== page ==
Safaricom faces renewed M-Pesa spin-off pressure
Calls for the spin-off of M-Pesa from its parent company, Safaricom have grown louder after the fintech company nearly topped Sh100 billion in revenues with analysts saying it will unlock more value for shareholders. Analysts say the mobile banking service has a clear growth trajectory, adding that keeping it under the telco category could create a growth ceiling.
“Beyond unlocking new growth areas, spinning off and listing M-Pesa will unlock more value for Safaricom shareholders. Consequently, shareholders have the next 12 months to make this consideration, otherwise they will have missed an important valuation window,” analysts at Genghis Capital said during a briefing to investors.
When the Central Bank of Kenya (CBK) Governor Patrick Njoroge was asked about the issue last week he said: “Ask me that question next year.”
Safaricom chief executive Peter Ndegwa, however, say there is no official proposal from the regulator to separate M-Pesa.
The calls come after M-Pesa revenue topped Sh93.6 billion ranking over several top tier banks in the country and positioning as a major player should it acquire a banking license. “In our view, M-Pesa presents a more elastic valuation trajectory compared to the traditional voice business, and a spin-off presents significant upside,” said Genghis Capital in a report.
“Continuing to embed M-Pesa to Safaricom’s voice business creates a long-term growth ceiling. We think M-Pesa as a platform can deliver more when released into the blue-sky. A spin-off unlocks all these,” said the investment bank. M-Pesa revenue growth story has been a near diagonal curve rising from Sh2.5 billion in 2009 to Sh93 billion except for the year 2020 when CBK waived charges to reduce the cost of living. Indeed, a sustained drive towards cashlessness and the growing re-imagination cross-border payments will continue to entrench utilisation in the long run.
“M-Pesa hit almost $1 billion in revenues in the last financial year. What valuation would this one fetch as a standalone,” posed Mwango Capital, a financial research firm, triggering reactions on social media. “From our valuation, M-Pesa stands at a fair value of Sh646.8 billion ($5.6 billion),” said Wesley Manambo of Genghis.
As per Genghis, M-Pesa’s enterprise value is nearly double that of Flutterwave, dubbed Africa’s unicorn. Furthermore, the back-of-the-envelope calculations indicate that M-Pesa will unlock a listing premium north of $3 billion, placing the business’ fair value estimate at Sh1trillion ($10 billion).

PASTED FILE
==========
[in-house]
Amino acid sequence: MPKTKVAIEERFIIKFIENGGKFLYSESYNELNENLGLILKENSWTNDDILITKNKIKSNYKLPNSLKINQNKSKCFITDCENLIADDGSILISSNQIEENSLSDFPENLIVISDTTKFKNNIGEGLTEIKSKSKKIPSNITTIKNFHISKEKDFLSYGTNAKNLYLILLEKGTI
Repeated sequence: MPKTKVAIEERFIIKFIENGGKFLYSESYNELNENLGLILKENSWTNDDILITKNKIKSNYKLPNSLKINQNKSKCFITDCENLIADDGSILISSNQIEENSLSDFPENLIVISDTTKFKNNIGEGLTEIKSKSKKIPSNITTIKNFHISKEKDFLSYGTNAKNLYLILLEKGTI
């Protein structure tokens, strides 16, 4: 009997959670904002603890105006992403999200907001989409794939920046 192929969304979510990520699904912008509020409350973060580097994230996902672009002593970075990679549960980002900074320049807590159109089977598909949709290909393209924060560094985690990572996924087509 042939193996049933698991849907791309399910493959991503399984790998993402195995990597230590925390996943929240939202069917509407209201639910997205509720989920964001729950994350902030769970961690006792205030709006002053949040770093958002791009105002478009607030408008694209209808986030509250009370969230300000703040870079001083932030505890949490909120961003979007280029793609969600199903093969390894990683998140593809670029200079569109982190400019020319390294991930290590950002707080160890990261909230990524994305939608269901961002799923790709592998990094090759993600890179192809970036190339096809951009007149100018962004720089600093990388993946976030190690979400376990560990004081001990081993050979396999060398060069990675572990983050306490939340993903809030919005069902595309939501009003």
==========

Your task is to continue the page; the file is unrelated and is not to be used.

“Our strong enterprise value compared to earnings before income tax and depreciation and amortisation forecasts underpins the estimate as they implicitly point to a healthy price to earnings and price to book multiples,” said Manambo. “We also know that markets have been willing to premiumise fintechs. And M-Pesa will be no exception to that premiumisation.”
Central Bank of Kenya has issued a discussion paper on Central Bank Digital Currency’s (CBDC) for public comments.
“We have studied the notes and believe that the Central Bank Digital Currency’s entry into the Kenyan payment ecosystem will kick start an organic downswing in transaction costs,” said Manambo.
“We attribute this to users having an alternative to transact peer-to-peer payments at cheaper rates.” Revenue for the service in the year ended March 31, 2022 stood at Sh107.7 billion having grown by 30.3 per cent from Sh82.6 billion in 2021.
The growth in revenues is largely attributable to the full return of fees and transactions of up to Sh1,000 which only returned in January 2021 after a nine-month pause.
Personal payments were up by 30.3 per cent to include a recovery of 55.4 per cent on payments. At the same time, business payments soared by 37.2 per cent year over year with earnings from Lipa Na Mpesa (LNM) rising the highest at 60.9 per cent.Global payments meanwhile rose by 22.9 per cent in the period with growth in international money remittances at 23 per cent.
Safaricom also recorded an 8.1 per cent growth in mobile data revenue to Sh48.44 billion attributed to tailoring of data offers to each customer and a drop in data charges with the average rate per megabyte dropping 31.2 per cent to 8.88 cents during the year.
The telco’s voice revenue grew marginally by 0.8 per cent to Sh83.21 billion while messaging revenue dropped 20 per cent to Sh10.87 billion due to stiff competition from the continued growing use of internet-based messaging apps such as WhatsApp.